Come along and join the MA students at our Open Lectures series. Attendance at the Open Lectures will cost £5 per lecture (payable on the door, or by booking online in advance - free for CCCU staff and students ).
The Open Lectures take place at our Canterbury Campus on Saturdays from 6.15pm - 7.45pm. You can book your place online.
For information you can call us on 01227 782919
Lectures takes place in Newton (Ng07)
Directions to our Canterbury Campus
Autumn Term 2017
A Journey into Northern Myth, Ritual, Runes and Cosmology
In this evening of insight into the Northern myth-world, Andreas will present the Norse creation myth and the story that lies at the very heart of Norse mythology: the Birth of Wisdom. He will also reveal the relationship between the runes and the creation myth, and will bring some ancient rune amulets such as the ancient bracteates and runes stones for display. We will discover theories of how they were used magically, and what influenced the magician who worked with them throughout the thousand year history of runic writing. Much of this material has never before been translated into English. The evening will combine storytelling, lecture and discussion.
Andreas Kornevall is a Swedish mythologist specialising in Norse myths and old Norse languages, with a focus on runic studies, especially the non-linguistic meaning of the runes. He is an active contributor to ancient-origins.net which brings together experts in folklore and mythology. He has worked with with Sussex Past, the oldest archaeological society in the UK, to revive the ancient Pagan Anglo-Saxon Creation Myth, telling stories inside the iconic Lewes Castle, and he regularly works with the National Trust in re-storying the landscape of the South Downs in Sussex. He is also an active member of the ‘Forn Sed’ (Old Customs Association) in Sweden which works closely with ancient Norse culture and traditions, unearthing old legends, forgotten folklore and endangered Norse languages. All his storytellings are accompanied by musical instruments such as drums, frame drums, flutes and horns.
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The Role of Myth in Transformative Learning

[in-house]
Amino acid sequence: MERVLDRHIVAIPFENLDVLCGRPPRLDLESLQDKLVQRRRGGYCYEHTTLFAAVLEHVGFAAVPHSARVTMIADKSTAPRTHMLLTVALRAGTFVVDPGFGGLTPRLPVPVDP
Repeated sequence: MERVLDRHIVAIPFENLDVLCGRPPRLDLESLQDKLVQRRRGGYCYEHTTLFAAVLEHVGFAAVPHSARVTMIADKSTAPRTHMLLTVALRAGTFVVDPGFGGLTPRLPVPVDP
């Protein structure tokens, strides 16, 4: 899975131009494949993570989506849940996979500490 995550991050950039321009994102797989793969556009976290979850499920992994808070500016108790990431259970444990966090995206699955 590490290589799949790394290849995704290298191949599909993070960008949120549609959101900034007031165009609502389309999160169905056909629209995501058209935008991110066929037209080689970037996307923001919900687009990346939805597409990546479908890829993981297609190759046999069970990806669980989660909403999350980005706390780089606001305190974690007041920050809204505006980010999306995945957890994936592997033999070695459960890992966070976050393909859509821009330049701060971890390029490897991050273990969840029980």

In this lecture Lindy will present her research on self-actualization and self-transcendence, areas of Abraham Maslow’s ‘hierarchy’ (1943) that remain elusive to the majority of people, largely due to the lack of education about the self. To know the self is also to care about the self, and Lindy’s doctoral research was aimed at investigating how the use of myth in sacred text, combined with music, may contribute to this process of self-knowledge. Focusing on personal epiphanies, she will present archetypal figures that emerged from the study, outlining the way in which they may lead to transformative learning. The audience will also be invited to experience a short fragment of sacred text accompanied by lyre music.
Lindy Mcmullin PhD is a EUROTAS accredited transpersonal psychotherapist and supervisor, author of A Soul’s Journey and co-editor of the Cambridge Scholar Publication, Metamorphosis through Conscious Living. International speaker and workshop leader, Lindy is now working on a project that includes transformative learning through visiting ancient sites, in particular the ancient site of Delphi (see www.quantumgreece.com)
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A Midsummer Night’s Dream: Love, Imagination and Poetic Truth
A Midsummer Night’s Dream provides its audience with a wondrous, two-tiered reality: for the world of human reason, Athens, is juxtaposed to its shadow double, the faery wood. The excursions that the Athenians take into the world of the imagination enables the polis to transform from a divided and legalistic society into a world where drama, poetry and love are celebrated. Just as the humans’ adventures in the wood somehow bring to resolution the conflicts of the fairy realm, the faeries do - as Puck suggests to the audience - in some sense ‘mend’ the human world— imagination thus becoming the salutary corrective of the world of reason.
This lecture will show that, though imbued with its ideas and influences, Shakespeare’s magical comedy transforms the prevailing Neoplatonism of his day by reversing the traditional idea of ‘ascent’ to the Beautiful into a descent that is also a ‘bodying forth’: a veritable making poetry corporeal, and poetic language a bearer of the earthly density of love. In doing so, Shakespeare can be seen as prefiguring the later concerns of Romantic poets form whom imagination becomes a revelatory power at once divine and human. Yet a Midsummer Night’s Dream, in marrying law and love, faeries and humans, body and soul and imagination and reason, opens up a threshold to the infinite that nonetheless also fully attests to the fragility and corporeality of earthly life.
Valentin Gerlieris a novelist, musician and scholar who teaches and lectures for the Temenos Academy, the Prince’s School of Traditional Arts, Madingley Hall, Cambridge and the William Blake Society among others. Valentin’s scholarly interests include Shakespeare, Renaissance Poetry and Philosophy, Romantic Poetry and Greek Philosophy, in particular Plato. He is currently engaged in doctoral research on Shakespeare and the Language of Grace at the University of Cambridge. More can be found at www.valentingerlier.com
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